Phillip Shipley has posted the next part in his series about making a client with Guzzle for the Nexmo API. In this latest post he adds functionality to the client made in previous parts of the series (part1, part two) to allow for message searching.

Now let’s go ahead and add another SMS related API to show how easy it is since we already have the base client and description in place. Nexmo also has APIs to search for a specific message, multiple messages based on some criteria, as well as for rejected messages. Let’s go ahead and add these three interfaces to our SMS description and see what it takes.

He includes the code to add to the current client and configuration to enable the "SearchMessage" functionality and the correct handling of the result. He shows how to update the client class with a new "searchMessage" method and the searching of the rejections with the Insight API.

tagged: nexmo api tutorial client guzzle series part3 webservice search rejected

Link: http://www.phillipshipley.com/2015/04/creating-a-php-nexmo-api-client-using-guzzle-web-service-client-part-3/

Phillip Shipley:
Creating a PHP Nexmo API Client using Guzzle Web Service Client – Part 2
Apr 09, 2015 @ 11:58:38

Phillip Shipley has posted the second part of his series (first part is here) about creating a PHP client for the Nexmo API with Guzzle, the popular PHP HTTP client.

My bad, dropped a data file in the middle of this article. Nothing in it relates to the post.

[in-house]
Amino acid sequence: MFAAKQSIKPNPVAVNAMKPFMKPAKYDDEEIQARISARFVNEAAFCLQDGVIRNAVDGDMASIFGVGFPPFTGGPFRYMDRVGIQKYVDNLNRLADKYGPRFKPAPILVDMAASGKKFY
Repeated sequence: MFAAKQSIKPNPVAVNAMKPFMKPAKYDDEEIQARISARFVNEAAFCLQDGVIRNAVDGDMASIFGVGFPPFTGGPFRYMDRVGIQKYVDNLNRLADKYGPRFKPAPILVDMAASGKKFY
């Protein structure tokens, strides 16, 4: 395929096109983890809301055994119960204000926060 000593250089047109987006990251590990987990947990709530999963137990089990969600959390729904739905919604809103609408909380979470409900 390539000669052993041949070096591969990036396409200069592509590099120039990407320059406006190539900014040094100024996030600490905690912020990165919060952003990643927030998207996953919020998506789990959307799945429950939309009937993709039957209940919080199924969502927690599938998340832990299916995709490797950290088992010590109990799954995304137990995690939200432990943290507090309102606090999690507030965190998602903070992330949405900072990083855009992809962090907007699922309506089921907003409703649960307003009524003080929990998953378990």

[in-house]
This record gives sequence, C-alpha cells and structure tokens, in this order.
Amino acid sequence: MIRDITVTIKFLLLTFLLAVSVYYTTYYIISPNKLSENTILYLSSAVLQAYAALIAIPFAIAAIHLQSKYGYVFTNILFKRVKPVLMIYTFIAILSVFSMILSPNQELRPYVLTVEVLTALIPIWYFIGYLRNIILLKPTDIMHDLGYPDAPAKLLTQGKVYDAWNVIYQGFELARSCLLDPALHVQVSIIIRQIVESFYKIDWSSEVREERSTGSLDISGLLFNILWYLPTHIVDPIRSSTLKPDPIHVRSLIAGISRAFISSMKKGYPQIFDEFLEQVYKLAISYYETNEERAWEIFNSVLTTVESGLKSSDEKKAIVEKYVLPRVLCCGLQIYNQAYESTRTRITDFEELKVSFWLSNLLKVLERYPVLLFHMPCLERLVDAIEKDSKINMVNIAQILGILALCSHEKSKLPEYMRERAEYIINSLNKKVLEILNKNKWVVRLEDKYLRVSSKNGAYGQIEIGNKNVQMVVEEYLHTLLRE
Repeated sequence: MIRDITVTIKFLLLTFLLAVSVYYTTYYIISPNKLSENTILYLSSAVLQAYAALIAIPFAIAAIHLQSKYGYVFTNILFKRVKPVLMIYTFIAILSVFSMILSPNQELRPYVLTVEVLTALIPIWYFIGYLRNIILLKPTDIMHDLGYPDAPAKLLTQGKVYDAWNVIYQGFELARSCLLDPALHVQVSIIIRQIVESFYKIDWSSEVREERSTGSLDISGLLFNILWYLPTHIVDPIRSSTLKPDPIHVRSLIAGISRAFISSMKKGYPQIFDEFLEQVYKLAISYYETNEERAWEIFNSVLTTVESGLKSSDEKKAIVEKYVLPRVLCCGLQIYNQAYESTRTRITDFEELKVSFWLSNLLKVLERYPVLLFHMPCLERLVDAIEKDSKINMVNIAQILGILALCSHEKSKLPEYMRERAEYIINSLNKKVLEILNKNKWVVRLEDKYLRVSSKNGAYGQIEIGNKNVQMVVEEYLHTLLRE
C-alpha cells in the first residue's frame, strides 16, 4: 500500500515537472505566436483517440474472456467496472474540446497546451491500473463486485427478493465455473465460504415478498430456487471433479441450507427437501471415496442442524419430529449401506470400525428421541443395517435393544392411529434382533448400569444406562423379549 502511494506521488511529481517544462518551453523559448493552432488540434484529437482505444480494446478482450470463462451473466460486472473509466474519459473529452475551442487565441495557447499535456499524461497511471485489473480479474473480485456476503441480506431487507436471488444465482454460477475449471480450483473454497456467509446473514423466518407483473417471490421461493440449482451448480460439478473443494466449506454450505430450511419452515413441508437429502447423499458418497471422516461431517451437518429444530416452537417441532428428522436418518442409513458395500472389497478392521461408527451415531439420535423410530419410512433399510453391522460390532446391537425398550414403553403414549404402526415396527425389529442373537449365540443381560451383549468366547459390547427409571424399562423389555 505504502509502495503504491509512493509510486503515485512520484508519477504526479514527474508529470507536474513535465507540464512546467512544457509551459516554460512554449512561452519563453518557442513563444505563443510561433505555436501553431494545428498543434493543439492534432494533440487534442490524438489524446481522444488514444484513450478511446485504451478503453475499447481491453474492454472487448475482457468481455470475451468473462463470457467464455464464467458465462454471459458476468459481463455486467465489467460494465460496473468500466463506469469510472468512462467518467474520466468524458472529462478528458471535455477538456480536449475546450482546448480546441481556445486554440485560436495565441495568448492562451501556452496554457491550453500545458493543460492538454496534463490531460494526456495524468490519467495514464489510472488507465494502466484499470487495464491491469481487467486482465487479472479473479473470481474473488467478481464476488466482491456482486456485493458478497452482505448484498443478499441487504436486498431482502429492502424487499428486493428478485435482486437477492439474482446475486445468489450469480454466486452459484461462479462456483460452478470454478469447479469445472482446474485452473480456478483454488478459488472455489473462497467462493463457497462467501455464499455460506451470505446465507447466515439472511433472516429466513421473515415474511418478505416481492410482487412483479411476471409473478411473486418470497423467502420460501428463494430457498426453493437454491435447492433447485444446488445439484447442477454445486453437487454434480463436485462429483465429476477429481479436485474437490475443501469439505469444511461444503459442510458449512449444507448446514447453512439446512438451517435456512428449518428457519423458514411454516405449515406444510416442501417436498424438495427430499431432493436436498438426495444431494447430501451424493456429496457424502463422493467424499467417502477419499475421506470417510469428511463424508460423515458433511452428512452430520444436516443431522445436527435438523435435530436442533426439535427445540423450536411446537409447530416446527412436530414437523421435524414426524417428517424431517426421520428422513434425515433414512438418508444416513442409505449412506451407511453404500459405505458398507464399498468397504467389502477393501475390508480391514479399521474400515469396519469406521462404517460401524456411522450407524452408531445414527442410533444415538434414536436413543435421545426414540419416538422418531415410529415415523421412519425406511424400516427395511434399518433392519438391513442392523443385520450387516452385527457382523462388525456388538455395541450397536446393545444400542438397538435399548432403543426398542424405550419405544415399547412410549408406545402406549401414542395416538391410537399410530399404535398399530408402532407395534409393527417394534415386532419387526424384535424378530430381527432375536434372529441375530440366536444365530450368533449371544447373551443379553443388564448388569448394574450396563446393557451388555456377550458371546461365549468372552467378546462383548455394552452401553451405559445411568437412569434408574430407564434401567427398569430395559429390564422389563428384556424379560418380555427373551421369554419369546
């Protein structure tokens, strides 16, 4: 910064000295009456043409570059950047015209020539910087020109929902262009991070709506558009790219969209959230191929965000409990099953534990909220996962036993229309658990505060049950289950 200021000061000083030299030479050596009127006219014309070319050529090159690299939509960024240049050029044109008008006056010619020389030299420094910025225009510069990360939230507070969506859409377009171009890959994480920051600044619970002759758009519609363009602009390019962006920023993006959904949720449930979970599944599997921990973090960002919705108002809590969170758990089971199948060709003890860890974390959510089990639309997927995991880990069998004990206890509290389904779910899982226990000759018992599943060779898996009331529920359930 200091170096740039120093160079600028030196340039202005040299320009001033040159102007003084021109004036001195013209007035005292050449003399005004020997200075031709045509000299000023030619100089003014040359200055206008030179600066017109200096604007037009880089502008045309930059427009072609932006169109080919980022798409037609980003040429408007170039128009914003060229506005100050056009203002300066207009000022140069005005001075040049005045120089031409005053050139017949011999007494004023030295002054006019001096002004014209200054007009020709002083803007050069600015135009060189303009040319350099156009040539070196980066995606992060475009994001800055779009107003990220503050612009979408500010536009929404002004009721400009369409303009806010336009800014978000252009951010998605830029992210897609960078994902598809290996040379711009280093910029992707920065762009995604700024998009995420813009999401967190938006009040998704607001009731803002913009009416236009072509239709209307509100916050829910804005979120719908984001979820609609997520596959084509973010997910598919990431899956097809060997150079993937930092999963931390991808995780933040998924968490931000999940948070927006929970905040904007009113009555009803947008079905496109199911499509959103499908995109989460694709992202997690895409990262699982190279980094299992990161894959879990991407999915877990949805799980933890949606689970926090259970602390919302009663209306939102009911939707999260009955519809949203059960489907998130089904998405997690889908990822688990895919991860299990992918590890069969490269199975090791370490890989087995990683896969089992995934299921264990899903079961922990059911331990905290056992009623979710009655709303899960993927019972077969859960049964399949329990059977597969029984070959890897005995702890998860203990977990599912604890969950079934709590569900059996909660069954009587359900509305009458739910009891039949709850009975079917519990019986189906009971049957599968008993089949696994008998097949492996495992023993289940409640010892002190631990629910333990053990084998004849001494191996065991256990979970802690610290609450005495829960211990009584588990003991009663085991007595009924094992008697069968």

In Part 1 of this series we laid a foundation for consuming the Nexmo SMS API and covered a few ways to interact with it. In this part we’ll create the actual Guzzle Web Service Client to interact with it to demonstrate how simple it can be.

He starts by getting Guzzle installed via Composer including a few extra components: guzzle-services, retry-subscriber and log-subscriber. He defines the structure (code) for the message to send to the Nexmo service. Next up is the creation of the actual client that takes in configuration settings and extracts the HTTP location and applies the provided credentials to the connection. Finally he makes a simple SMS client that extends this base client and puts it to use with a simple message defined in an array (to, from and text contents). The client then reports back the results in a simple nested array with response information from the Nexmo API.

tagged: nexmo client guzzle webservice api part2 series connect send

Link: http://www.phillipshipley.com/2015/04/creating-a-php-nexmo-api-client-using-guzzle-web-service-client-part-2/